Off The Radar: Jevpalovs finds a home, but quartet still trying to attract NHL attention

By David Hahn
Nikita Jevpalovs - Blainville-Boisbriand Armada

Photo: Blainville-Boisbriand Armada forward Nikita Jevpalovs had been passed over three times in the NHL Draft but was just signed to a contract by the San Jose Sharks (courtesy of Francois Laplante/FreestylePhoto/Getty Images)


The NHL Draft often signals the beginning of a future professional career for many young hopefuls. For those not drafted, it can become a motivator to improve and put in the work necessary in order to be noticed. The Off the Radar article is a monthly feature that spotlights prospects that have been overlooked in previous drafts who could be worthy of another chance.

Nikita Jevpalovs – Blainville-Boisbriand Armada
Forward, 6’1”, 210 lbs., Riga, Latvia

There have been a few interesting chapters in the curious case of Nikita Jevpalovs. The Latvian has been a staple of his country’s junior team, having captained the U-18 squad while tallying 15 goals and 18 assists in 34 career international games. He scored a memorable overtime goal against Denmark to gain Latvia’s qualification for the main tournament.

Fluent in Latvian, Russian, and English, Jevpalovs avoided the typical European bias by playing for the South Muskoka Shield in the Greater Metro Hockey League where he was named Rookie of the Year. After playing at home for one season, Blainville-Boisbriand used their first round CHL Import Draft selection on Jevpalovs, where he was added to one of the strongest teams in the league. Over his three seasons in the QMJHL, he has consistently improved and increased his point total in each consecutive season while being one of the most durable players in the league.

When it comes to the NHL Draft, however, he has been passed over multiple times. In 2012 he was ranked 97th among international skaters as one of the youngest available players, but was not selected due to being a relative unknown. In 2013, scouts shied away despite Jevpalovs being named as one of Latvia’s top three talents as an underage player. Last season, it looked like Jevpalovs had some hope as he was ranked again, this time 152nd on the North American list, but the result was the same as he would go undrafted for a third time.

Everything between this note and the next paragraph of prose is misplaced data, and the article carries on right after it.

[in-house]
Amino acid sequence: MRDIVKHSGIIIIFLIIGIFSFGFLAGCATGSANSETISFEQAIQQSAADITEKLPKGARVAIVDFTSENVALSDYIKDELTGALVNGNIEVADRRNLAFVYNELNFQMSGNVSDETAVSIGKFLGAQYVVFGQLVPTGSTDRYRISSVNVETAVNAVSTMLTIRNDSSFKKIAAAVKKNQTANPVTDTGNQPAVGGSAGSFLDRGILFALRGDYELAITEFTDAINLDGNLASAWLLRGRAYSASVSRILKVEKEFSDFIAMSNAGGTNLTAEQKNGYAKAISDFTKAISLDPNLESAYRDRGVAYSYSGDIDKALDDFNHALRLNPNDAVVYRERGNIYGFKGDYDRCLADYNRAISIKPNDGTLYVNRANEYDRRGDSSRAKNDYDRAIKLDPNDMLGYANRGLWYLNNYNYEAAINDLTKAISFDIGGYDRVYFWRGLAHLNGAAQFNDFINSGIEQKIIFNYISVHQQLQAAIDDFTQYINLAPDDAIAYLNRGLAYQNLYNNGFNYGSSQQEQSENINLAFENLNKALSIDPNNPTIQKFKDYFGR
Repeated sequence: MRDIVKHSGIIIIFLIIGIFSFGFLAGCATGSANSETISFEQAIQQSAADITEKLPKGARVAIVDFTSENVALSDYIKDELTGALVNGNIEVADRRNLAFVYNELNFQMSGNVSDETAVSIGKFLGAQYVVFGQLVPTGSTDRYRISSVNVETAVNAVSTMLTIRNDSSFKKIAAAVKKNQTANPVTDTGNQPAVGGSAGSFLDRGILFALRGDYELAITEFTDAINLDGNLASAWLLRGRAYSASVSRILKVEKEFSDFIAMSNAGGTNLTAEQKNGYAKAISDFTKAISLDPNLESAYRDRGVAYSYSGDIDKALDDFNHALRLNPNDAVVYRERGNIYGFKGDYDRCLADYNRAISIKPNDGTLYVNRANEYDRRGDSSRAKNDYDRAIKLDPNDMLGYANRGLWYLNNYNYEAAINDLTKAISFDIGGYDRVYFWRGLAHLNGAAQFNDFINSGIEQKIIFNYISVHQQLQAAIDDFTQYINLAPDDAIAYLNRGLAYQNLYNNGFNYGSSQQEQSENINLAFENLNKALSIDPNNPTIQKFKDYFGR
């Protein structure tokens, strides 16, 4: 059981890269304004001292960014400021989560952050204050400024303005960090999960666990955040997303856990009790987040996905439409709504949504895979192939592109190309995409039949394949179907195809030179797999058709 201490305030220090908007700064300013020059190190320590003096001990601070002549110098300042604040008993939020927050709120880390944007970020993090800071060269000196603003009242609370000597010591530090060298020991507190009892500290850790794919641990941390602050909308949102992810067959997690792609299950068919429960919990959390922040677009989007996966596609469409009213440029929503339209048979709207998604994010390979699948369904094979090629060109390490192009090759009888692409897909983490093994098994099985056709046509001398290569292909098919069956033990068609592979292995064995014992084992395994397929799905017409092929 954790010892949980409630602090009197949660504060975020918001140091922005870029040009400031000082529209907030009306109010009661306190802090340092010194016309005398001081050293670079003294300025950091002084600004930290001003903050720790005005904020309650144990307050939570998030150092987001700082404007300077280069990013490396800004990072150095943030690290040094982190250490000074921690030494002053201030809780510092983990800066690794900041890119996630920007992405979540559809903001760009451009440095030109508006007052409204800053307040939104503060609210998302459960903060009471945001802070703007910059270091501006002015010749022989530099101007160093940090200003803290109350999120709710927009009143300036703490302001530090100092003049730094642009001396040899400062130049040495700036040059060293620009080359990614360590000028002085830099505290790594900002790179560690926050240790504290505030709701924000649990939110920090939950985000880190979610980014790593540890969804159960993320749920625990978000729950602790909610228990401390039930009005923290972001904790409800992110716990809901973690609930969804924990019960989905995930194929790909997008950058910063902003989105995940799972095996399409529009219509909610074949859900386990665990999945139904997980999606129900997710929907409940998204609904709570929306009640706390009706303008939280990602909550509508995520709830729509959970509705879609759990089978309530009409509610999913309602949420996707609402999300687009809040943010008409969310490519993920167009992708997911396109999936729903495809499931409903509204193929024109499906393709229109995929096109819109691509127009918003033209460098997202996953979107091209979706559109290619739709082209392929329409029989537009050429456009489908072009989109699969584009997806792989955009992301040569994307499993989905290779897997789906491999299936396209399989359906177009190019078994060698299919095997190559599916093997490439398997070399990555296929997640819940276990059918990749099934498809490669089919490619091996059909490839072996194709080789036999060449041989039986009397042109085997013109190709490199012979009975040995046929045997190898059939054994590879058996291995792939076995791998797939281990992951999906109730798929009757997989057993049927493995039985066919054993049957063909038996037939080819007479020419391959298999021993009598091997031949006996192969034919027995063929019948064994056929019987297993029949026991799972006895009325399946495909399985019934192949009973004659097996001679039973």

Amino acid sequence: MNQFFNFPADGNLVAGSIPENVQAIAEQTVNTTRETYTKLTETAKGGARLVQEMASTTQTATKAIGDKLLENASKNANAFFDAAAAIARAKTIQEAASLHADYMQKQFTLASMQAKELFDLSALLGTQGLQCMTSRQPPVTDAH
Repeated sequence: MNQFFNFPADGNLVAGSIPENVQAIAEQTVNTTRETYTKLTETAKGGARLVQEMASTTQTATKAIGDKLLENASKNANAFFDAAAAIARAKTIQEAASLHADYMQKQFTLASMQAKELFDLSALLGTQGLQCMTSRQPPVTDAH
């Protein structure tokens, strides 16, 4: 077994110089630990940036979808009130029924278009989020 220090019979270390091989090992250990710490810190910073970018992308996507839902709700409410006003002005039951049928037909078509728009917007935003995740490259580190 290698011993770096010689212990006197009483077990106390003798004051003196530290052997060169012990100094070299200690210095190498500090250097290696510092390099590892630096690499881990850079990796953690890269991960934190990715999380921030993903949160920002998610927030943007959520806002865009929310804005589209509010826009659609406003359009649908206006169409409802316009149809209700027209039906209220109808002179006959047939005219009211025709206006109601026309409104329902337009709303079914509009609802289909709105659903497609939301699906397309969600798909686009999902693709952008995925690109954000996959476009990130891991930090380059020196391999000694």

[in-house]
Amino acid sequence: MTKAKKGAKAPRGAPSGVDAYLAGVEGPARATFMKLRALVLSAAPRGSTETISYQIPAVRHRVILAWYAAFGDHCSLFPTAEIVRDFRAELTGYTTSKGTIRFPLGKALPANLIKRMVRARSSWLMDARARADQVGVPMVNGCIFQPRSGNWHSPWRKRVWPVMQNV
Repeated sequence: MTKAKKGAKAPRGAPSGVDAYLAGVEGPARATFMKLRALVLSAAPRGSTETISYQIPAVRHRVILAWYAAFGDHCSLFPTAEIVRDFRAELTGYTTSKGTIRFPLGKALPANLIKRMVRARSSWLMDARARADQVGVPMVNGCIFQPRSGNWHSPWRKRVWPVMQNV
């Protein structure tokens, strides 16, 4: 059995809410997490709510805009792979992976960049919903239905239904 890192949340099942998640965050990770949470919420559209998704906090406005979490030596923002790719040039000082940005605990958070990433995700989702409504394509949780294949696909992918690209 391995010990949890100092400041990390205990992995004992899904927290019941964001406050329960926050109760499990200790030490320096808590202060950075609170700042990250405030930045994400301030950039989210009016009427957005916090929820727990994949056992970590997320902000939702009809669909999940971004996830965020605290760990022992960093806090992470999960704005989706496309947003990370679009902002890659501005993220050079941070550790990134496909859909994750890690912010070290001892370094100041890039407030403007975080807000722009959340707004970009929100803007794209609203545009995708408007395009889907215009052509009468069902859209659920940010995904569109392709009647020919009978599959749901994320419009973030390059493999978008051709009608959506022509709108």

All was not lost for him, though, as he earned an invitation to the Philadelphia Flyers training camp and got the chance to showcase his talents. After the camp, he was sent back to Blainville-Boisbriand where he has taken another step forward as one of the top five scorers in the QMJHL. His name might not have been a known commodity three years ago, but there is no doubt that the next chapter in his career should be in the professional ranks.*

Andrew Mangiapane – Barrie Colts
Forward, 5’10”, 161 lbs., Bolton, ON

The Barrie Colts struck gold when Andrew Mangiapane showed up at a free agent camp prior to the 2013-14 season. The diminutive forward impressed enough to earn a spot at that camp after a respectable season with the Toronto Jr. Canadiens in the Greater Toronto Hockey League (GTHL). Despite his size, Mangiapane spent his rookie season adjusting to the increased pace and physicality of the OHL. He would put up 51 points in a full 68-game season for Barrie, including another 7 in 11 playoff games en route to an impressive rookie campaign.

Mangiapane would go on to finish third in OHL Rookie of the Year voting, finishing behind 2015 draft-eligible’s Mitch Marner and Travis Konecny. After going undrafted, he was invited to the Arizona Coyotes‘ prospect development camp this summer in preparation for his sophomore season.

This season, signs of a slump were left behind as Mangiapane has been one of the leading scorers for a strong Barrie Colts squad. The Colts have employed a top line of 2014 NHL Draft picks Brendan Lemieux (BUF), Kevin Labanc (SJS) along with the recently signed free agent, Joseph Blandisi (NJD). Mangiapane has seen limited minutes at even strength with that trio, so his production on special teams and away from that group has been all the more impressive.

Heading down the stretch, the Colts are hoping that Mangiapane continues to play his unmistakably adventurous game while putting them in the win column. NHL Central Scouting ranked him #147 among North American skaters, so potentially this off the radar forward might be gaining some recognition in the hockey community. His upward trend combined with his determination to succeed should see him selected as a second chance candidate in the upcoming NHL Draft.

Brenden Miller – North Bay Battalion
Defenseman, 6’1”, 200 lbs., Orangeville, ON